Garcinia Cambogia, Does HCA Inhibit the Production of Fat?

The first interesting fact that I discovered was that Tamarind and Garcinia are not the same fruit. The tamarind actually grows in a brown pod and the inside texture of the pod is gummy much like the inside of a prune. The taste has been described as sweet and tangy. The garcinia fruit looks like a small green pumpkin on the outside and much like a grapefruit on the inside and has a sour taste to it.

HCA (Hydroxycitric Acid) found in the rind of the Garcinia fruit is said to be the fat binding agent that everyone is so eager to get their hands on. This is due to the reported success results it has had in so many case studies. HCA has had a lot of conflicting results due mostly to inadequate dose levels in the supplements. Science is still trying to find the dose of HCA that delivers the highest results while still being safe for human consumption. The most safe and effective dosage they’ve concluded to date is 1600mg per day. While Garcinia Cambogia has had no reported side effects in healthy subjects, an article published on recommends against its use by diabetics. This is simply because it has been known to lower blood sugar levels. It is also recommended to avoid taking Garcinia if you take medication for regulating cholesterol (lipator etc) or antidepressants because Garcinia also affects serotonin levels thus potentially interfering with the effectiveness of your antidepressant meds. Studies have noted that calcium can disrupt the absorption of the carbohydrates by the HCA, how ever naturally occurring potassium will encourage this function.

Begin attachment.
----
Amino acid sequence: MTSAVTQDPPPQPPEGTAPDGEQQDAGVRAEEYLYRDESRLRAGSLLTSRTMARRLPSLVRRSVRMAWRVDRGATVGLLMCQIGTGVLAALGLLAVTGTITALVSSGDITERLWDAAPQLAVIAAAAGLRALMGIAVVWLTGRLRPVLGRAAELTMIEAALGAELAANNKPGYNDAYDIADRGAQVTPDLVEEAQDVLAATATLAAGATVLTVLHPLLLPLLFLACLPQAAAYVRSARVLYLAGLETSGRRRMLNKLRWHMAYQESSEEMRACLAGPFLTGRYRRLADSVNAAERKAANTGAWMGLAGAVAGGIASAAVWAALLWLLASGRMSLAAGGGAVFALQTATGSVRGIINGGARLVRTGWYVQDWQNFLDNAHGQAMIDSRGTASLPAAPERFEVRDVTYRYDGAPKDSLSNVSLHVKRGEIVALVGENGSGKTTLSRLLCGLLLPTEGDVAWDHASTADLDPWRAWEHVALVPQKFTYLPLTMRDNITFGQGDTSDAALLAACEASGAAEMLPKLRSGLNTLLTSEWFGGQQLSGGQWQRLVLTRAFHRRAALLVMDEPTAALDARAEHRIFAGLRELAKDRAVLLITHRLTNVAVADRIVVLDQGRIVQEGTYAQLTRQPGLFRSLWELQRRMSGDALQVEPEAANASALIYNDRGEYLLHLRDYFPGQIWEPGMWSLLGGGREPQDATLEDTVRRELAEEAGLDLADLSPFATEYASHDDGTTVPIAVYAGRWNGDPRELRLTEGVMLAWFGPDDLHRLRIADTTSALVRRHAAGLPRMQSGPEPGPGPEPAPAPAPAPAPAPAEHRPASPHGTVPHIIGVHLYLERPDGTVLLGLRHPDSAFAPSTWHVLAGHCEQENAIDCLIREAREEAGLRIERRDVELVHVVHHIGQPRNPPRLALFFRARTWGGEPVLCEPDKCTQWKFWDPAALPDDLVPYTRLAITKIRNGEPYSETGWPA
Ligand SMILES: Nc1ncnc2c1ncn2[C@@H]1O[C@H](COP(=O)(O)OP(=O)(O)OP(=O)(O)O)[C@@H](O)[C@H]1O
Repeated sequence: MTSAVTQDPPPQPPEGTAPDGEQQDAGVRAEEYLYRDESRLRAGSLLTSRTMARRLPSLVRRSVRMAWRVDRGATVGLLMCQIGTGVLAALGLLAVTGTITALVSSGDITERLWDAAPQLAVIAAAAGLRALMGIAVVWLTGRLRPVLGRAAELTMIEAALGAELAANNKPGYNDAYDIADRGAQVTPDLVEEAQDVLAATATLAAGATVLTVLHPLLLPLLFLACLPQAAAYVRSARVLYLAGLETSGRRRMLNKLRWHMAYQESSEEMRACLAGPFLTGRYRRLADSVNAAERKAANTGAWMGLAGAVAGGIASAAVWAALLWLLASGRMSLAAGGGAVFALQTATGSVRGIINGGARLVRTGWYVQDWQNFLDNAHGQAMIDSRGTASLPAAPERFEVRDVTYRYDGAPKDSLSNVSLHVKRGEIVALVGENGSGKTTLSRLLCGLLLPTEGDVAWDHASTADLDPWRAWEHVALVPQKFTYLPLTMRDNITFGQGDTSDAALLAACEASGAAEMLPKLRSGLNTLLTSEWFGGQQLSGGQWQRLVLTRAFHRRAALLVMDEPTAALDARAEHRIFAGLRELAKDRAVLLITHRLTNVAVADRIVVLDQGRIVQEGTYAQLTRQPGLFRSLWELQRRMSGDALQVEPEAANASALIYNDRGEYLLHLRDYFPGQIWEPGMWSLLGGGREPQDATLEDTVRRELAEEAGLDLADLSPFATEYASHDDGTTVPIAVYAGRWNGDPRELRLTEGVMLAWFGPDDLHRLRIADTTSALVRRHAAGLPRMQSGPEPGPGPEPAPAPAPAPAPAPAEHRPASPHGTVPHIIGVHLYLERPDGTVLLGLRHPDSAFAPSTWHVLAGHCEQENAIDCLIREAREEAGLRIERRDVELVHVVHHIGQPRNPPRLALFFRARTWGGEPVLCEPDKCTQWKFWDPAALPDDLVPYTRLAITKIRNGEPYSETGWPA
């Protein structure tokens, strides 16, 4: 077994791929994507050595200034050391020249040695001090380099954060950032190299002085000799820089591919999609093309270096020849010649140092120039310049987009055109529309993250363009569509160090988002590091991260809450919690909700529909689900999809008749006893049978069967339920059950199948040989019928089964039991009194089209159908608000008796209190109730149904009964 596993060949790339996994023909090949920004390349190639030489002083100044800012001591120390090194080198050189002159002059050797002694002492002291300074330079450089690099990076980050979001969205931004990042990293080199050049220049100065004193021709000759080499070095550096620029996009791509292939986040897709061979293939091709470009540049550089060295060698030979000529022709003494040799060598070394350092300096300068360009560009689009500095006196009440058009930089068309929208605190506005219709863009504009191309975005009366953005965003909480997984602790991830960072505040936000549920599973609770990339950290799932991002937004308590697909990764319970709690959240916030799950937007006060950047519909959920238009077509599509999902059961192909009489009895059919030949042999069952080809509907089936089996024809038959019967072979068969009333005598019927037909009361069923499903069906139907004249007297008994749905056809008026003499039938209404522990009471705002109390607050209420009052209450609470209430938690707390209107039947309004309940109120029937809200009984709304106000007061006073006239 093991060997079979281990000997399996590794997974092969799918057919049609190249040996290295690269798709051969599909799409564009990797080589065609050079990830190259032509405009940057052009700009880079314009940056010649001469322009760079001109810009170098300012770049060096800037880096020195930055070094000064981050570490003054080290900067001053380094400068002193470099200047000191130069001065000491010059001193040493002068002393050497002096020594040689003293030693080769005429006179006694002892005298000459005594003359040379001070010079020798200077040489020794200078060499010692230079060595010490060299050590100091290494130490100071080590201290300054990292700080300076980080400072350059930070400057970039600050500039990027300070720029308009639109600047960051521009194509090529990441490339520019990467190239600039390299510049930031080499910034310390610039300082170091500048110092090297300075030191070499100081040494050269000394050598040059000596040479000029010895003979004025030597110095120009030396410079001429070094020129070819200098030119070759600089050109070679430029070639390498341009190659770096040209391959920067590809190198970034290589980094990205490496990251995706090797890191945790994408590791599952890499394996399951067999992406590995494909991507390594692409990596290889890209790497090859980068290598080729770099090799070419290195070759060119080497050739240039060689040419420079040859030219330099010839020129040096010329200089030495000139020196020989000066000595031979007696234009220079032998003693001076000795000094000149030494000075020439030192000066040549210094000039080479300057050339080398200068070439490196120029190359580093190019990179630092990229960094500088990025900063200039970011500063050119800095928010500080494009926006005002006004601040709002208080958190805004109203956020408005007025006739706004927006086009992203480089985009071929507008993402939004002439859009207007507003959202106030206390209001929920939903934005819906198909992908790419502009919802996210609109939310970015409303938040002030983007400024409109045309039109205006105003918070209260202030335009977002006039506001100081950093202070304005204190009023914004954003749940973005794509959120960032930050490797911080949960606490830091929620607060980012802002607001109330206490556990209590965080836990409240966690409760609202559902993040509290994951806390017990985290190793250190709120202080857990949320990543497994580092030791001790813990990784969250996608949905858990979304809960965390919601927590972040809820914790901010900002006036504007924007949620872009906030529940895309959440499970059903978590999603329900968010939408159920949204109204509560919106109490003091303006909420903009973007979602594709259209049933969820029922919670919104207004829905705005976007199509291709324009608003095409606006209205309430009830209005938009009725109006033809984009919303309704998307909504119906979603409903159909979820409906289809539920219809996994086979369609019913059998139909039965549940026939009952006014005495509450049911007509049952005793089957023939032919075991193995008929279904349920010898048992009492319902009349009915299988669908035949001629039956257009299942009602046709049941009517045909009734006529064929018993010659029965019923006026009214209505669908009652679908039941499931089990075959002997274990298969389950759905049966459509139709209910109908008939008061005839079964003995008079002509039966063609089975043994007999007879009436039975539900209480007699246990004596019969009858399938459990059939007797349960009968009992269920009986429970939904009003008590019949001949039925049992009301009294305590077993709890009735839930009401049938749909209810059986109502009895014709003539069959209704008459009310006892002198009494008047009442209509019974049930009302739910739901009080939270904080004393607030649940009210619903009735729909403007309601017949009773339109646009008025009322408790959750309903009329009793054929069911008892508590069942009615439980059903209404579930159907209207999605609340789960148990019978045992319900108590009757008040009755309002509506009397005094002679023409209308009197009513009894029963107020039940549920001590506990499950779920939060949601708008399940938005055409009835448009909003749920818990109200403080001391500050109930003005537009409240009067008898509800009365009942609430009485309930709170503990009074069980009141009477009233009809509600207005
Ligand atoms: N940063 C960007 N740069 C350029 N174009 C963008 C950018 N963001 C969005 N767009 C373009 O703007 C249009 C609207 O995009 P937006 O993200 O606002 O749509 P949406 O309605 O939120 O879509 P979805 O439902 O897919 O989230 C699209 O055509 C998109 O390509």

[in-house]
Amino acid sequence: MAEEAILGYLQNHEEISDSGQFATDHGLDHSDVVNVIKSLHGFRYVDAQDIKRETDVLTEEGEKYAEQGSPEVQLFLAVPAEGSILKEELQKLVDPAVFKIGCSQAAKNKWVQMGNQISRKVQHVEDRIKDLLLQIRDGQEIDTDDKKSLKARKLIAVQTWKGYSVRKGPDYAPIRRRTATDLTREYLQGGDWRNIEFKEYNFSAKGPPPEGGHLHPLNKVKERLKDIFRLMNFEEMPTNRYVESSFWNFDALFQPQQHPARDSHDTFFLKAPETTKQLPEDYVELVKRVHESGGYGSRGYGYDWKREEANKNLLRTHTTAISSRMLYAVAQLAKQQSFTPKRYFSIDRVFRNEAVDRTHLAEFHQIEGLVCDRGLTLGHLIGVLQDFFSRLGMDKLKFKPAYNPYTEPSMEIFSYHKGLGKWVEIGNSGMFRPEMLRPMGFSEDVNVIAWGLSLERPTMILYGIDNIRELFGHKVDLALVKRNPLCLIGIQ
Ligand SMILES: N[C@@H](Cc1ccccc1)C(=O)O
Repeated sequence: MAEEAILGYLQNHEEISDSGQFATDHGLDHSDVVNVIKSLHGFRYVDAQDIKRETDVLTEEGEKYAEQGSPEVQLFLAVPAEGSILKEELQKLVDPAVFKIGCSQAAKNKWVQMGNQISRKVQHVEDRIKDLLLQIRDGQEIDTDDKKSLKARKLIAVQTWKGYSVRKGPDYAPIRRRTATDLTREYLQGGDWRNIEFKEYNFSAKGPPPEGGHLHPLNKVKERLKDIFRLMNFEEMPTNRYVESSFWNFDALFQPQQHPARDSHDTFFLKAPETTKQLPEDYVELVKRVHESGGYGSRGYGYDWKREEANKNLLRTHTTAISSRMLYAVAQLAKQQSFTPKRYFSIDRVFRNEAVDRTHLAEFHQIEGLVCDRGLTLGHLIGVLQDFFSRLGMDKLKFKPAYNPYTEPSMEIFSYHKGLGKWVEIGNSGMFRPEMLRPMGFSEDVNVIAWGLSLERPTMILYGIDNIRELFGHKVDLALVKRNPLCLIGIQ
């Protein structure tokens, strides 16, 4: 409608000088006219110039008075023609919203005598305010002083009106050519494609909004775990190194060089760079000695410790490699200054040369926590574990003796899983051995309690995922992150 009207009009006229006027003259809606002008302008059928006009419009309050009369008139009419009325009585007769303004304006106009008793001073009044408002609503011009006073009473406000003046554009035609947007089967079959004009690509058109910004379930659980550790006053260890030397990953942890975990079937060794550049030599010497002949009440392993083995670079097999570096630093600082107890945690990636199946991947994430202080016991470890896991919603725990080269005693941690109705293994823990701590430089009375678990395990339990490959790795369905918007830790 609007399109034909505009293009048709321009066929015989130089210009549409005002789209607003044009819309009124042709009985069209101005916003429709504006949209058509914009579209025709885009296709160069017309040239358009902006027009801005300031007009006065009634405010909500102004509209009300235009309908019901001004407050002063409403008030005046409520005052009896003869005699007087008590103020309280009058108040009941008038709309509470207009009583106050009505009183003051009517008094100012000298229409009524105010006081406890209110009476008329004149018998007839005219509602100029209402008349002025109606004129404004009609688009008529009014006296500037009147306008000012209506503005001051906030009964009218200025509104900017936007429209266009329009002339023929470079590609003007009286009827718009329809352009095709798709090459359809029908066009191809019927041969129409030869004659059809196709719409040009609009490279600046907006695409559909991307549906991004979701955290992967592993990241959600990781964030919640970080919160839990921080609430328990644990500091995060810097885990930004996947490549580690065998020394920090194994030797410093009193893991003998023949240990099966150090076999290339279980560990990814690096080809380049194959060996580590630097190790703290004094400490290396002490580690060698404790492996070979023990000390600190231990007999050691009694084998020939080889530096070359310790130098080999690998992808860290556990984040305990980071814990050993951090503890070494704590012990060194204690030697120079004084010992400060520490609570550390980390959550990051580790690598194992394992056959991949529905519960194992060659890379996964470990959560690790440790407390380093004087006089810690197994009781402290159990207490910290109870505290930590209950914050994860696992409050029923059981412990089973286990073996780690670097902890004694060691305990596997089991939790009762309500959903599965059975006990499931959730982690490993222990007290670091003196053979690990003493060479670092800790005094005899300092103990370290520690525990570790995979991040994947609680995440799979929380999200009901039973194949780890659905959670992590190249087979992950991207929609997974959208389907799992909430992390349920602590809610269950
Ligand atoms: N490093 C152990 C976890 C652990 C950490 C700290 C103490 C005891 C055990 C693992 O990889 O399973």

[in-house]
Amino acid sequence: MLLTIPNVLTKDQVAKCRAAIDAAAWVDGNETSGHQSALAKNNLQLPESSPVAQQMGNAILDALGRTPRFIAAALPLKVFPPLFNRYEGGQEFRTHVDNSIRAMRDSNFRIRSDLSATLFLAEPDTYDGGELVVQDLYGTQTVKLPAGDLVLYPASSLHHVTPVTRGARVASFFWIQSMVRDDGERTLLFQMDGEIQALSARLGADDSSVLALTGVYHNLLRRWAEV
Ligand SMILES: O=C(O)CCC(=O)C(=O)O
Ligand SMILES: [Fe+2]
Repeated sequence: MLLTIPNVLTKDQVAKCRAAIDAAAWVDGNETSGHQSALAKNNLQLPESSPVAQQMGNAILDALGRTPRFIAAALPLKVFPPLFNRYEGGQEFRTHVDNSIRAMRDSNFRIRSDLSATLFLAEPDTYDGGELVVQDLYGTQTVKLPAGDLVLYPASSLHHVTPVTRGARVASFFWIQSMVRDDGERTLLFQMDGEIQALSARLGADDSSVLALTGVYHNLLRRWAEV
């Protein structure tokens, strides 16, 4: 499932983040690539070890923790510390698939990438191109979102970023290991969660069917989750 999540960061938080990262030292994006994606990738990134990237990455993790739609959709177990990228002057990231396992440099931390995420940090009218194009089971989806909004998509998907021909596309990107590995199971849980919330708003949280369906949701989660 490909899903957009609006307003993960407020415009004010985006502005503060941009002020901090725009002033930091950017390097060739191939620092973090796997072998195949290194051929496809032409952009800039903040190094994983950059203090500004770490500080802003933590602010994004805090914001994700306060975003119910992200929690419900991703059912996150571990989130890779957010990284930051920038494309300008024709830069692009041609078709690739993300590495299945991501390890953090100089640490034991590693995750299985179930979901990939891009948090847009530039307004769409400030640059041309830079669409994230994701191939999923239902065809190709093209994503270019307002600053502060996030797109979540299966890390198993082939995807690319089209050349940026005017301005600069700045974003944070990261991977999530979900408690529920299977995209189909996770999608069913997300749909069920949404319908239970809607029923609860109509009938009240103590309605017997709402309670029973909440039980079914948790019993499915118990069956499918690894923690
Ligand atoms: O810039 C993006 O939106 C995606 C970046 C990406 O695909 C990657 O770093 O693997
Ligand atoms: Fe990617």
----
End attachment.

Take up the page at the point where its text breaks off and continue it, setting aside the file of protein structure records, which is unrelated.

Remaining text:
A 2006 study, split into two groups conducted on 135 over weight, but otherwise healthy individuals showing group #1 receiving the Garcinia and group #2 receiving a placebo. The study showed that both groups did lose weight, but group #1 lost about 1-2 lbs more on average and showed drops in their cholesterol levels as well.

An evidence based review by Authority Nutrition stated, that in a study conducted on rats the HCA inhibited a fat enzyme called “citrate lyase” thus stopping the body from making fat out of carbohydrates. This has also been a fact shown in human case studies as well, but at somewhat of a less consistent level. This is most likely due to the inadequate dosing as stated above, but one may also conclude that diet and level of activity would also play rolls in this effect as well.

Studies have reported that effective supplements should contain a minimum of 60% HCA or higher in order to achieve successful results. It is also recommended to avoid products that contain fillers and binders. Fillers and binders would be anything on the label that is not the plant and the capsule.

For all practical purposes however we know that everyone is going to have varying results because, everyone is different. My conclusion without a doubt is that every bit of information I uncovered did show that subjects lost weight period. With that being said I just want to encourage all readers to talk to a doctor, dietitian or a nutritionist if you have any questions.


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